Cardiovascular and Central Nervous System Effects of Intravenous Levobupivacaine and Bupivacaine in Sheep

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Commercially available bupivacaine is an equimolar mixture of R(+)-and S(-)-bupivacaine. S(-)-bupivacaine (i.e., levobupivacaine) is currently undergoing preclinical evaluation. Cross-over studies with IV levobupivacaine and bupivacaine were conducted in two groups of seven conscious sheep. Doses were chosen to avoid convulsions (smaller dose 6.25-37.5 mg/min) or to be potentially toxic (larger dose 75-200 mg/3 min). In subconvulsive doses, both drugs produced similar time- and dose-dependent depression of left ventricular systolic contractility (dP/dtmax). Convulsions occurred consistently with >or=to75 mg of bupivacaine and >or=to100 mg of levobupivacaine, producing an abrupt reversal of dP/dtmax depression. Subconvulsive doses produced minor cardiovascular effects on heart rate and blood pressure, whereas both were increased by convulsions. Cardiac output and myocardial blood flow were decreased with larger doses of both drugs. Doses >75 mg of bupivacaine or >100 mg of levobupivacaine induced QRS widening and ventricular arrhythmias, but significantly fewer and less deleterious arrhythmias were induced by levobupivacaine. Three animals died after 150, 150, and 200 mg of bupivacaine from the sudden onset of ventricular fibrillation. These doses of levobupivacaine produced nonfatal arrhythmias that automatically returned to sinus rhythm. We conclude that levobupivacaine could offer a greater margin of clinical safety than bupivacaine. Implications: Levobupivacaine comprises 50% of commercially available bupivacaine and is being considered for use in its own right. Local anesthetics can cause toxicity to the cardiovascular and central nervous systems. As a part of a preclinical evaluation of levobupivacaine, this study compared the toxic effects of levobupivacaine and bupivacaine in sheep.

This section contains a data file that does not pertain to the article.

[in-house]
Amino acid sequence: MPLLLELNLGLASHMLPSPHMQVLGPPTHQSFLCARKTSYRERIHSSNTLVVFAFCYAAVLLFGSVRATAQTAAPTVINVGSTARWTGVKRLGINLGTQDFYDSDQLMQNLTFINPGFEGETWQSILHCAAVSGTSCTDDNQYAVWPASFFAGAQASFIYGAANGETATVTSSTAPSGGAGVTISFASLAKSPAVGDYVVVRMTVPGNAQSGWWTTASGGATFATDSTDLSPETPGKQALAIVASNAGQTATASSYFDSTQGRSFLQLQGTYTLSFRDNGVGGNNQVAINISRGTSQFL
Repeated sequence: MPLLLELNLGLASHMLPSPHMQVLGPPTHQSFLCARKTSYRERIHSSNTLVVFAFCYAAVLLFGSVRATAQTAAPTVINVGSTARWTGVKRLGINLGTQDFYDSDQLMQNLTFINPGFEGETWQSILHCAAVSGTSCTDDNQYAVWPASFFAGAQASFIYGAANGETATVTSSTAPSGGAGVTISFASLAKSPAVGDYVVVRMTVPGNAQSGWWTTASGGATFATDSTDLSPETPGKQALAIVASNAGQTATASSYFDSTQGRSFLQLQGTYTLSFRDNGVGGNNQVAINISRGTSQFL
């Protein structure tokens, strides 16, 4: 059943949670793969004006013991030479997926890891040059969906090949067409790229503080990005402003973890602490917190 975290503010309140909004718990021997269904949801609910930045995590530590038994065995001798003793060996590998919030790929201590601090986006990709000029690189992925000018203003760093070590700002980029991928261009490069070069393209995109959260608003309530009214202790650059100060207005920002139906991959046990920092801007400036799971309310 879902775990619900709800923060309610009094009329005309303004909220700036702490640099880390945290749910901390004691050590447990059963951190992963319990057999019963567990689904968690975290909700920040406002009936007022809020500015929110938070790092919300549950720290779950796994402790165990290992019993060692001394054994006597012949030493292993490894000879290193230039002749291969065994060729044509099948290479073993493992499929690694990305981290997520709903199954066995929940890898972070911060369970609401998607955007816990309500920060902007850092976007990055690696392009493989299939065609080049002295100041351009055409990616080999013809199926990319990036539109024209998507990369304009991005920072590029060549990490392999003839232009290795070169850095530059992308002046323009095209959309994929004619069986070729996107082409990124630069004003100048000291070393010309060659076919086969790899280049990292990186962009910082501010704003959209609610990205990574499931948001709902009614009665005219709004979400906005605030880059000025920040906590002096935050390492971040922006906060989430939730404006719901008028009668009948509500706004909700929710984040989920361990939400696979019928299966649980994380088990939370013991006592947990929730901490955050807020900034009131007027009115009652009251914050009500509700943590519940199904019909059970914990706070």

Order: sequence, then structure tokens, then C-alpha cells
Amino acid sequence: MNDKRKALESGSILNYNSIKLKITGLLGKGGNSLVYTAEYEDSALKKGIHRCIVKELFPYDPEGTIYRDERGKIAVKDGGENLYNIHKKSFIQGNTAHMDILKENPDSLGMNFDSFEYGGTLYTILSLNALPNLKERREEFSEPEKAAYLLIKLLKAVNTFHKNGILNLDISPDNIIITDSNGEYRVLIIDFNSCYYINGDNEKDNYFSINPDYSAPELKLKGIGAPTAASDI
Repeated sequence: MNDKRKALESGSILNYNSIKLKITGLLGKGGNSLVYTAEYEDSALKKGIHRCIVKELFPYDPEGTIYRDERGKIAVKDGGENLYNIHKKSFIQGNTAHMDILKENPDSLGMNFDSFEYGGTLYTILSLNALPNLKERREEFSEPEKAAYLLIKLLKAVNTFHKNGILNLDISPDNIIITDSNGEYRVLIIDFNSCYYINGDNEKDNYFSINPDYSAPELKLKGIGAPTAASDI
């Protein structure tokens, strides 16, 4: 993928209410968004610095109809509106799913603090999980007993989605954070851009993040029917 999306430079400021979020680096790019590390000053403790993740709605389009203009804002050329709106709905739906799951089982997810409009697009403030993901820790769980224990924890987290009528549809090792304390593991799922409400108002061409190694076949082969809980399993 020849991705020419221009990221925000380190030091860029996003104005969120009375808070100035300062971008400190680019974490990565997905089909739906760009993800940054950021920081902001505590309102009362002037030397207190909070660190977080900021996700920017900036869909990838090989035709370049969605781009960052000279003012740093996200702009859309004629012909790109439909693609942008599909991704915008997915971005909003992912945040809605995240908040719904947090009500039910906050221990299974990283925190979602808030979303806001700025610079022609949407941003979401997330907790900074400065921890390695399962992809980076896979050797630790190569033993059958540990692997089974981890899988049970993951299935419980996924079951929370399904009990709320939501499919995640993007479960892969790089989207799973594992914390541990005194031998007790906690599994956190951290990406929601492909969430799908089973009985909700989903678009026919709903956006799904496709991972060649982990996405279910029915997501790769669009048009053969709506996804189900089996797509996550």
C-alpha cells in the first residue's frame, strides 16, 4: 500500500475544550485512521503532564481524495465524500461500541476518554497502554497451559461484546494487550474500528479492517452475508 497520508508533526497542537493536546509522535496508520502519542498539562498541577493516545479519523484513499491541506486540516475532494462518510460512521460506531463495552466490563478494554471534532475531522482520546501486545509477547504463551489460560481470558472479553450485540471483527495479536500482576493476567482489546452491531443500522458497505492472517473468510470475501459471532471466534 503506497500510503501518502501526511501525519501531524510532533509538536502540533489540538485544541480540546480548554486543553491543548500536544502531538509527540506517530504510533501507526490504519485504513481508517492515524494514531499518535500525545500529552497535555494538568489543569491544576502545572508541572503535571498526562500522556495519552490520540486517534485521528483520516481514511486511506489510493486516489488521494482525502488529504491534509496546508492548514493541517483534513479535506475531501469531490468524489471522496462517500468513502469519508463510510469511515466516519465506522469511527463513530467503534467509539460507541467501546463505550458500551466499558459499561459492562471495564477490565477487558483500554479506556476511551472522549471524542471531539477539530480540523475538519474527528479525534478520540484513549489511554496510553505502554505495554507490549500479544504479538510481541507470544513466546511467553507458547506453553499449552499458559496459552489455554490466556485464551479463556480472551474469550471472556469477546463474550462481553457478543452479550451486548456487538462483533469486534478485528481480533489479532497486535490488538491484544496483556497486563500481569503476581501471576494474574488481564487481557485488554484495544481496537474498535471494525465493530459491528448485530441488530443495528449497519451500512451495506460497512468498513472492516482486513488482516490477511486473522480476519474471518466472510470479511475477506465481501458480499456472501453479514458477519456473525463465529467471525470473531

(Anesth Analg 1998;86:797-804)

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